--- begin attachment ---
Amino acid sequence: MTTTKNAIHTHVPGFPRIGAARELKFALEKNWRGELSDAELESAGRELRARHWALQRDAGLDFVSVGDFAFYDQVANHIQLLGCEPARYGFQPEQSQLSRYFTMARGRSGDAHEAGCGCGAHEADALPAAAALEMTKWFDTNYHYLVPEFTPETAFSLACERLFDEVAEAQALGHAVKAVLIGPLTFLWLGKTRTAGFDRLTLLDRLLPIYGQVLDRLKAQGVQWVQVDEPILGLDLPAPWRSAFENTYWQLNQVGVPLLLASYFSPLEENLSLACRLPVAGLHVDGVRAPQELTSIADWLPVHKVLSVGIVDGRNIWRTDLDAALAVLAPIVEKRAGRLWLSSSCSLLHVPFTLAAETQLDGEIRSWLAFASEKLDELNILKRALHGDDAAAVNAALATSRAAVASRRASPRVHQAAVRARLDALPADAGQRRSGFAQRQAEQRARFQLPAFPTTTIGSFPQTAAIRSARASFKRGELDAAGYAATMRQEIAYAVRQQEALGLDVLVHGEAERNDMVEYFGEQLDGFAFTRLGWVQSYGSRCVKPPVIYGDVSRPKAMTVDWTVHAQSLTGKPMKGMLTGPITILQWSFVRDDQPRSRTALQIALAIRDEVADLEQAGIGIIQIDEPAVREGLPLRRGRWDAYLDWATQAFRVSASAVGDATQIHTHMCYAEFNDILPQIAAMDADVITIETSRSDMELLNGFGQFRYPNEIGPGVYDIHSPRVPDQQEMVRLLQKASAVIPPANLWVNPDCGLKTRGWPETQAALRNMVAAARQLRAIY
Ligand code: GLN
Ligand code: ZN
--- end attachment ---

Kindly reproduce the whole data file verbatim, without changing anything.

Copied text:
Amino acid sequence: MTTTKNAIHTHVPGFPRIGAARELKFALEKNWRGELSDAELESAGRELRARHWALQRDAGLDFVSVGDFAFYDQVANHIQLLGCEPARYGFQPEQSQLSRYFTMARGRSGDAHEAGCGCGAHEADALPAAAALEMTKWFDTNYHYLVPEFTPETAFSLACERLFDEVAEAQALGHAVKAVLIGPLTFLWLGKTRTAGFDRLTLLDRLLPIYGQVLDRLKAQGVQWVQVDEPILGLDLPAPWRSAFENTYWQLNQVGVPLLLASYFSPLEENLSLACRLPVAGLHVDGVRAPQELTSIADWLPVHKVLSVGIVDGRNIWRTDLDAALAVLAPIVEKRAGRLWLSSSCSLLHVPFTLAAETQLDGEIRSWLAFASEKLDELNILKRALHGDDAAAVNAALATSRAAVASRRASPRVHQAAVRARLDALPADAGQRRSGFAQRQAEQRARFQLPAFPTTTIGSFPQTAAIRSARASFKRGELDAAGYAATMRQEIAYAVRQQEALGLDVLVHGEAERNDMVEYFGEQLDGFAFTRLGWVQSYGSRCVKPPVIYGDVSRPKAMTVDWTVHAQSLTGKPMKGMLTGPITILQWSFVRDDQPRSRTALQIALAIRDEVADLEQAGIGIIQIDEPAVREGLPLRRGRWDAYLDWATQAFRVSASAVGDATQIHTHMCYAEFNDILPQIAAMDADVITIETSRSDMELLNGFGQFRYPNEIGPGVYDIHSPRVPDQQEMVRLLQKASAVIPPANLWVNPDCGLKTRGWPETQAALRNMVAAARQLRAIY
Ligand code: GLN
Ligand code: ZN